The Dow officially went into a bear market on Wednesday, when it finished the day down more than 20% from its all-time high. For the S&P 500, this is the fastest drop since World War II from a record high to a bear market.

In other trading, the oil market, which suffered huge shocks last week, is still on the decline.

U.S. benchmark crude lost 1.8%, or 60 cents to $30.90 per barrel in electronic trading on the New York Mercantile Exchange. Brent, the standard for international crude pricing, gave up 47 cents, or 1.4%, to $32.75 per barrel.

The U.S. dollar rose to 105.22 Japanese yen from 104.63 yen late Thursday. The euro edged lower to $1.1184 from $1.1181.

Technical Indicators

Overall, the bias in prices is: Downwards.

Note: this chart shows extraordinary price action to the downside.

By the way, prices are vulnerable to a correction towards 26,726.14.

The projected upper bound is: 25,100.63.

The projected lower bound is: 22,798.92.

The projected closing price is: 23,949.77.

Candlesticks

A big white candle occurred. This is generally considered bullish, as prices closed significantly higher than they opened. If the candle appears when prices are “low,” it may be the first sign of a bottom. If it occurs when prices are rebounding off of a support area (e.g., a moving average, trendline, or retracement level), the long white candle adds credibility to the support. Similarly, if the candle appears during a breakout above a resistance area, the long white candle adds credibility to the breakout.
During the past 10 bars, there have been 4 white candles and 6 black candles for a net of 2 black candles. During the past 50 bars, there have been 26 white candles and 24 black candles for a net of 2 white candles.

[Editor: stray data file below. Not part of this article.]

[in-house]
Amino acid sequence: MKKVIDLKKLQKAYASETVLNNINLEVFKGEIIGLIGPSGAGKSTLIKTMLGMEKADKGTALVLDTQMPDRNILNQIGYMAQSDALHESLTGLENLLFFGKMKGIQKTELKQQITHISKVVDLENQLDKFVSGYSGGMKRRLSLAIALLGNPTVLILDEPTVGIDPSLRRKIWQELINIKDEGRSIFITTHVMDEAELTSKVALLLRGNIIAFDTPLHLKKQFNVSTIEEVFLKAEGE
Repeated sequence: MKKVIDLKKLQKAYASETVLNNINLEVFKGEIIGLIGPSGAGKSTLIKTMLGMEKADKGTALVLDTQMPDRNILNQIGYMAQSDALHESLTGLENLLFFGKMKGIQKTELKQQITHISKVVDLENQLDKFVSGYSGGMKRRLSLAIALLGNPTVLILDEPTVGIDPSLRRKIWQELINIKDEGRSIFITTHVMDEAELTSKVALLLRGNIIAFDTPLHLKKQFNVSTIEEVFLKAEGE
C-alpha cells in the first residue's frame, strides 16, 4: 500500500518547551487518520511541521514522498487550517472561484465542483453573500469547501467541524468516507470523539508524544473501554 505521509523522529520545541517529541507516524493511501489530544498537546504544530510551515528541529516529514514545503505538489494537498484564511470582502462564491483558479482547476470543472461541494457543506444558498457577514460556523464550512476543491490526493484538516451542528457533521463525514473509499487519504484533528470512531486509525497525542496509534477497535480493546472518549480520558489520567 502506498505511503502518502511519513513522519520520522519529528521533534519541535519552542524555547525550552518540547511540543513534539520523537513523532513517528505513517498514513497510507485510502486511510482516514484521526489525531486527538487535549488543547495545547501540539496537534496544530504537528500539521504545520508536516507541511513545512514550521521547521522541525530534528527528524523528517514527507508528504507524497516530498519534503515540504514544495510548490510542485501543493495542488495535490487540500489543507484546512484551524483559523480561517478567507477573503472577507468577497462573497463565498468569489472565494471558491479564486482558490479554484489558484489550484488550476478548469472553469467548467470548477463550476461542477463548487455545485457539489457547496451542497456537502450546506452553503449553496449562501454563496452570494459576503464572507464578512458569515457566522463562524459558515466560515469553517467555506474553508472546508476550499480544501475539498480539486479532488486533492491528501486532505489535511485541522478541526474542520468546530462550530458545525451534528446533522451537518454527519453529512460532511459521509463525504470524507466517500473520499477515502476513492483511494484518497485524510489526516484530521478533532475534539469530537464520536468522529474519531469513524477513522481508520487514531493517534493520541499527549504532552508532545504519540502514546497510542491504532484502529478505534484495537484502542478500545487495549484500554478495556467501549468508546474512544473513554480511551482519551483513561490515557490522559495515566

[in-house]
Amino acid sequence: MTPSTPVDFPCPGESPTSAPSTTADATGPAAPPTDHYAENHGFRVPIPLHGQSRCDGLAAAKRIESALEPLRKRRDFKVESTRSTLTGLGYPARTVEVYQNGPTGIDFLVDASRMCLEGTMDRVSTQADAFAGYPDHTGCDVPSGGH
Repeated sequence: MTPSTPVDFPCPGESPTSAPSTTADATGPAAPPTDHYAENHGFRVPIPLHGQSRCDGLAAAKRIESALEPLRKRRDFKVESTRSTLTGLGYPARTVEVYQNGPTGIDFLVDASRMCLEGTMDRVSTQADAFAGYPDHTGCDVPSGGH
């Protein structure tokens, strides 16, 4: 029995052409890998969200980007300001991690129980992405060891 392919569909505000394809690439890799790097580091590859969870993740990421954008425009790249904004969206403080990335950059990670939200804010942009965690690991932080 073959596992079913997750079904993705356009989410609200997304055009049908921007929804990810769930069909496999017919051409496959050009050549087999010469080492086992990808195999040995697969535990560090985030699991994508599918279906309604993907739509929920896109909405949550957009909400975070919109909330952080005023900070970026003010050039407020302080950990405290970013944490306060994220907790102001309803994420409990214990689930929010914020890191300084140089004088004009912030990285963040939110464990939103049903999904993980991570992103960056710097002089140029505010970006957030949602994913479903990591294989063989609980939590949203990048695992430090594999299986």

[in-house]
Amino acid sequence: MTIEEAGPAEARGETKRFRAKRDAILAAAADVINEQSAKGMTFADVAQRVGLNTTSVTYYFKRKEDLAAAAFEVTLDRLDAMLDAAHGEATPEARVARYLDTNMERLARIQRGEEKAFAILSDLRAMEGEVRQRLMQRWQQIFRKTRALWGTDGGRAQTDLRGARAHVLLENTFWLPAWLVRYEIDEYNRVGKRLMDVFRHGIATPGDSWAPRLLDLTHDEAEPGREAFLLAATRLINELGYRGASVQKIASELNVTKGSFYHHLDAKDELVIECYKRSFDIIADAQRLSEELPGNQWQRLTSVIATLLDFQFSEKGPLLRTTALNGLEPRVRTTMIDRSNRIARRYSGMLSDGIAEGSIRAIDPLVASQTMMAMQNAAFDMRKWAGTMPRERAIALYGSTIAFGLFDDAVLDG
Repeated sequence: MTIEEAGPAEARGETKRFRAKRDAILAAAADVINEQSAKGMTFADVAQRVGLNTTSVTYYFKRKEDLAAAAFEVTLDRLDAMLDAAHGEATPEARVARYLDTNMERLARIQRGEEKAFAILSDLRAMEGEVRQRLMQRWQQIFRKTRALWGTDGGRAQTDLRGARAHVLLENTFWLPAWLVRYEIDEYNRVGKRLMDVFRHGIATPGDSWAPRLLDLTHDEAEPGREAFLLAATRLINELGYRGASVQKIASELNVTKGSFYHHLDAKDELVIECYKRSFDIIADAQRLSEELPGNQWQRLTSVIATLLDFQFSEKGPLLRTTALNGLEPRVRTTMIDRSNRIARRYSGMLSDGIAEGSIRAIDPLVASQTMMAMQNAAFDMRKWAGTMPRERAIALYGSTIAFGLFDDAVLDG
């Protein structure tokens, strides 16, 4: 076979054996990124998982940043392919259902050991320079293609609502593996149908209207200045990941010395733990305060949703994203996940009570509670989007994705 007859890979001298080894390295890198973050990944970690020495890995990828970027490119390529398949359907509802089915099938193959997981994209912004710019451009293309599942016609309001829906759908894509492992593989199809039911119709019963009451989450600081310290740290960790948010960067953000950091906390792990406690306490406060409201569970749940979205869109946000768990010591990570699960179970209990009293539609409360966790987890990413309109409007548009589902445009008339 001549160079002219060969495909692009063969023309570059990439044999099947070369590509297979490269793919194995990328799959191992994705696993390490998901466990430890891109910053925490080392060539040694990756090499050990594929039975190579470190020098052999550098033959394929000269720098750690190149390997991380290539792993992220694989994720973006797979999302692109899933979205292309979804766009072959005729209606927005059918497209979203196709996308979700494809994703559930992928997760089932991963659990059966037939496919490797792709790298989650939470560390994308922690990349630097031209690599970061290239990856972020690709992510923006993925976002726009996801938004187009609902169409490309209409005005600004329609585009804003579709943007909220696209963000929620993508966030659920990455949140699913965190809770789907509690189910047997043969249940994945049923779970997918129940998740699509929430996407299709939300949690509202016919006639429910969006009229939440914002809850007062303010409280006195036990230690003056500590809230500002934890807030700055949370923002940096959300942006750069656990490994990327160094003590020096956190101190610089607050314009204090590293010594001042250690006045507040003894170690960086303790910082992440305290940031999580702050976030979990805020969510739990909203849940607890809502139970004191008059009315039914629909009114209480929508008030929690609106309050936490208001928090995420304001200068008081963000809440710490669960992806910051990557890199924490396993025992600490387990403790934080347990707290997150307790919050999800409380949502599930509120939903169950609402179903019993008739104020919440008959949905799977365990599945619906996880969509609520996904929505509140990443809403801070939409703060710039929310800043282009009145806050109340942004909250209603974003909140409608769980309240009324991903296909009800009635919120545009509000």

Momentum Indicators

Momentum is a general term used to describe the speed at which prices move over a given time period. Generally, changes in momentum tend to lead to changes in prices. This expert shows the current values of four popular momentum indicators.

Stochastic Oscillator

One method of interpreting the Stochastic Oscillator is looking for overbought areas (above 80) and oversold areas (below 20). The Stochastic Oscillator is 27.5823. This is not an overbought or oversold reading. The last signal was a buy 0 period(s) ago.

Relative Strength Index (RSI)

The RSI shows overbought (above 70) and oversold (below 30) areas. The current value of the RSI is 25.53. This is where it usually bottoms. The RSI usually forms tops and bottoms before the underlying security. A buy or sell signal is generated when the RSI moves out of an overbought/oversold area. The last signal was a buy 3 period(s) ago.

Commodity Channel Index (CCI)

The CCI shows overbought (above 100) and oversold (below -100) areas. The current value of the CCI is -191.This is an oversold reading. However, a signal isn’t generated until the indicator crosses above -100. The last signal was a buy 8 period(s) ago.

MACD

The Moving Average Convergence/Divergence indicator (MACD) gives signals when it crosses its 9 period signal line. The last signal was a sell 14 period(s) ago.

Rex Takasugi – TD Profile

HANG SENG INDEX closed down -276.160 at 24,032.910. Volume was 206% above average (trending) and Bollinger Bands were 89% wider than normal.

Open     High      Low     Close     Volume___
22,519.32024,184.48022,519.32024,032.9105,495,155,712
Technical Outlook 
Short Term: Neutral
Intermediate Term: Bearish
Long Term: Bearish
Moving Averages: 10-period     50-period     200-period
Close: 25,571.97 27,286.03 27,104.83
Volatility: 38 27 22
Volume: 3,123,951,872 2,051,159,552 1,710,406,400

Short-term traders should pay closer attention to buy/sell arrows while intermediate/long-term traders should place greater emphasis on the Bullish or Bearish trend reflected in the lower ribbon.

Summary

HANG SENG INDEX is currently 11.3% below its 200-period moving average and is in an downward trend. Volatility is extremely high when compared to the average volatility over the last 10 periods. There is a good possibility that volatility will decrease and prices will stabilize in the near term. Our volume indicators reflect moderate flows of volume out of .HSI (mildly bearish). Our trend forecasting oscillators are currently bearish on .HSI and have had this outlook for the last 32 periods. Our momentum oscillator is currently indicating that .HSI is currently in an oversold condition.